Vesalius Trust Scholarship Awards

The UIC Biomedical Visualization program is proud to have five Vesalius Trust Scholarship Award recipients this year, who are all working on a diverse array of research. Read on to learn more about our winners and their research work:

Vesalius Scholar – Samantha Olson

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I am honored to have my research, Visualizing Anatomy in Craniofacial Cleft Patient Education: Best Practices in Generating Comfort & Understanding, recognized by the Vesalius Trust. My animation about velopharyngeal insufficiency (VPI), which details the pathology, the diagnostic nasal endoscopy, and the surgical options for VPI, is complete! Clinical testing will begin this week and the animation will be shown to pediatric patients and their parents at the UIC Craniofacial Center. In April, I will be presenting the results with my project team at the American Cleft-Palate Association annual meeting.

Research Grant – Michelle Lamont

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I am creating an interactive application to visualize the intracranial cysts that occur when an individual contracts Neurocysticercosis (NCC): a disease caused by Taenia solium, a parasitic tapeworm. Currently, I’m creating 3D models of brains and cysts from patient CT and MRI data and designing a poster to educate medical students and physicians on the stages that the cysts progress through so they can effectively identify and treat NCC.

Research Grant – Mao Miyamoto

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I am very thankful to be acknowledged for my research. My project provides digital training in basic lab techniques for introductory level college biology students before they enter the physical lab. My program is expected to enhance students’ learning experience by allowing them to concentrate on the science behind the lab instead of focusing on the technique. This project gave me an opportunity to pursue sound instructional design through the use of visuals, and I’m thrilled to present the project in the near future.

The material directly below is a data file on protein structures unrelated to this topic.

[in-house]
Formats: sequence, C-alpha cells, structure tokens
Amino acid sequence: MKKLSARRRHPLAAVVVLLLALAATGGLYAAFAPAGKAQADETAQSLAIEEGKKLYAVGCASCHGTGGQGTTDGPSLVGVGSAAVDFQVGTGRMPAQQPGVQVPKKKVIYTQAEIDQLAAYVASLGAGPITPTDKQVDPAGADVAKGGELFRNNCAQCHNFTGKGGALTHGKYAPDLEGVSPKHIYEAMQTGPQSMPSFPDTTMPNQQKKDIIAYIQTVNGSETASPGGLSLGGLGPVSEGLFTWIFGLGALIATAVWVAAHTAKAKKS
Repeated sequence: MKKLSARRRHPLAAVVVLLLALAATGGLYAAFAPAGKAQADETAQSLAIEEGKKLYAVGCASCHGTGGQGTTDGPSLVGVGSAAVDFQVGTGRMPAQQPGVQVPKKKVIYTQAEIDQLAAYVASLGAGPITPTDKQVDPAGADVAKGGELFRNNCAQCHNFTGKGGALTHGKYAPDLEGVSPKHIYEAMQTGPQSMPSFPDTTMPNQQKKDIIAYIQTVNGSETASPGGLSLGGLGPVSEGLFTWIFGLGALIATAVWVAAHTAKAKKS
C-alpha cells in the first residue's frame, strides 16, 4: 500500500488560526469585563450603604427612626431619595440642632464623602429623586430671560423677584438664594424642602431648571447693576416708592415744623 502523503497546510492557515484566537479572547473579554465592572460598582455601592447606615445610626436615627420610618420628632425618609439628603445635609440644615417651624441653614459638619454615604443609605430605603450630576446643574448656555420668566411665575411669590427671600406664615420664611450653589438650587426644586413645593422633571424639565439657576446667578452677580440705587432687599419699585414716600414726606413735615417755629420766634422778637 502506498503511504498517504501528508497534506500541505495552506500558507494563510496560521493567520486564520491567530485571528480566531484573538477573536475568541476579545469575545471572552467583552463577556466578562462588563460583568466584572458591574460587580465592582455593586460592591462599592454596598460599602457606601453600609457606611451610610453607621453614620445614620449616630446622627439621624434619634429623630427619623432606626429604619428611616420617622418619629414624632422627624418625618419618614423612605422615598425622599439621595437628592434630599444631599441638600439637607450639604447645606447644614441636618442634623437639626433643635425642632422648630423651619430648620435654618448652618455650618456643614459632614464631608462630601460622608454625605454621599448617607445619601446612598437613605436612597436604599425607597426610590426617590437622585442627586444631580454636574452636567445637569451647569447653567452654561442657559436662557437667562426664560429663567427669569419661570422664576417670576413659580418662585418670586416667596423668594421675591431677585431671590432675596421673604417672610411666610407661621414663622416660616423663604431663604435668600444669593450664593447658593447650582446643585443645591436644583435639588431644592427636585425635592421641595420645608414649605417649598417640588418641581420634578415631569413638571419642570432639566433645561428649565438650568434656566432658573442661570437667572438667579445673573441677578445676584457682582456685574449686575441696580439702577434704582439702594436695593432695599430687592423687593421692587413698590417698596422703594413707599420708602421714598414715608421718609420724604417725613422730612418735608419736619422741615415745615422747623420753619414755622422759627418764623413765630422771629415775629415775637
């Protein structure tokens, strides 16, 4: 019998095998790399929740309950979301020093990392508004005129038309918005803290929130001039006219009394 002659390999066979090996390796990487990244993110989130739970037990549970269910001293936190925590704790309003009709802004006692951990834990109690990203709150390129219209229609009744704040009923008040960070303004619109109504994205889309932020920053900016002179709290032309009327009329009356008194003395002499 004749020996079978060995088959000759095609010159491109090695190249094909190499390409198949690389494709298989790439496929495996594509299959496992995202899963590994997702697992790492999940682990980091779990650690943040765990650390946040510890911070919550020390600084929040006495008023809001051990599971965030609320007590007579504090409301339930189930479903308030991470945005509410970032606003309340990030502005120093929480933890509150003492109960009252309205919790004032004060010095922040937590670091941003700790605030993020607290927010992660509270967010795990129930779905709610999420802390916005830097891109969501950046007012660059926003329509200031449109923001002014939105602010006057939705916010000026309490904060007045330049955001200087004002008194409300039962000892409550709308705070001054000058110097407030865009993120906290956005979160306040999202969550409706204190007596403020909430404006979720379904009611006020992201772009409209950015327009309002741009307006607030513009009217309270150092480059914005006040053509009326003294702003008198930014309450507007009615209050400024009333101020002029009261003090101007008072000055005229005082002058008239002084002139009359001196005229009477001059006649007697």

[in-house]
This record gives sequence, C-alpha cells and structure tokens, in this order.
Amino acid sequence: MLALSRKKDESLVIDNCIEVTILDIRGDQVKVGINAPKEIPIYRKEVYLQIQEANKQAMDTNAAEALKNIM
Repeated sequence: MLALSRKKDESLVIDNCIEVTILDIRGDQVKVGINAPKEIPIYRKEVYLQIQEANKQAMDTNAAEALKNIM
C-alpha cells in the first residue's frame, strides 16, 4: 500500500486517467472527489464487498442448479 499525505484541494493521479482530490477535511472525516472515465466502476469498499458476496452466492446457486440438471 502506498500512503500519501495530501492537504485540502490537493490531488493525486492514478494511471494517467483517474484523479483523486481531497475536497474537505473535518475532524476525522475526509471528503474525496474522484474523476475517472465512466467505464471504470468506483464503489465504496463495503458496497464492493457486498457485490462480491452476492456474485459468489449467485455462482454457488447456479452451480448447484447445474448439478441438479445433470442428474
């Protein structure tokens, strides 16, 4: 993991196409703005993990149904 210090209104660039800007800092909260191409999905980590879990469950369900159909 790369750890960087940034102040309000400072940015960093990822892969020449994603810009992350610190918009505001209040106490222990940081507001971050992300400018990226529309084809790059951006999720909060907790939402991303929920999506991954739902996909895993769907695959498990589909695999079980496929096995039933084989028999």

Research Grant – Eva Mae Natividad

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I am beyond grateful that my graduate research has been acknowledged by the Vesalius Trust. My project, Multicultural Considerations to Promote Visual Communication in Cleft Lip Animations for Pediatric Patient and Caregiver Education, has enabled me to explore how to create a multiculturally inclusive animation for craniofacial patients and families about cleft lip repair. The UIC Craniofacial Center (CFC) sees a diverse patient population, and as populations become more culturally diverse, cultural competence in biocommunication will be necessary to effectively address diverse audiences and positively affect healthcare outcomes. One of the teaching strategies at the CFC that transcends multicultural populations is the use of analogies like the sandwich in this picture! With my team, I will get to share my research at the American Cleft-Palate Association meeting in Georgia this year.

Research Grant – Carrie Shaw

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Currently, I am finishing up “We Are Alfred”, a virtual immersive interactive experience designed to educate and expose medical students to the aging experience.  In the experience, delivered on the Oculus Rift DK2 with Leap Motion hand detection, a medical student will embody a 74 year-old African American patient named Alfred and experience a doctor’s visit from the first person patient perspective.  The “We Are Alfred” project teaches medical students about the audiovisual presentation of age-related macular degeneration and high frequency hearing loss as well as introduces students to the Montreal Cognitive Assessment and the importance of recognizing audiovisual impairment versus cognitive impairment. Next week, medical education faculty and medical students will go through the “We Are Alfred” experience and give feedback on the user experience, user interface, and overall learning objectives of the project.

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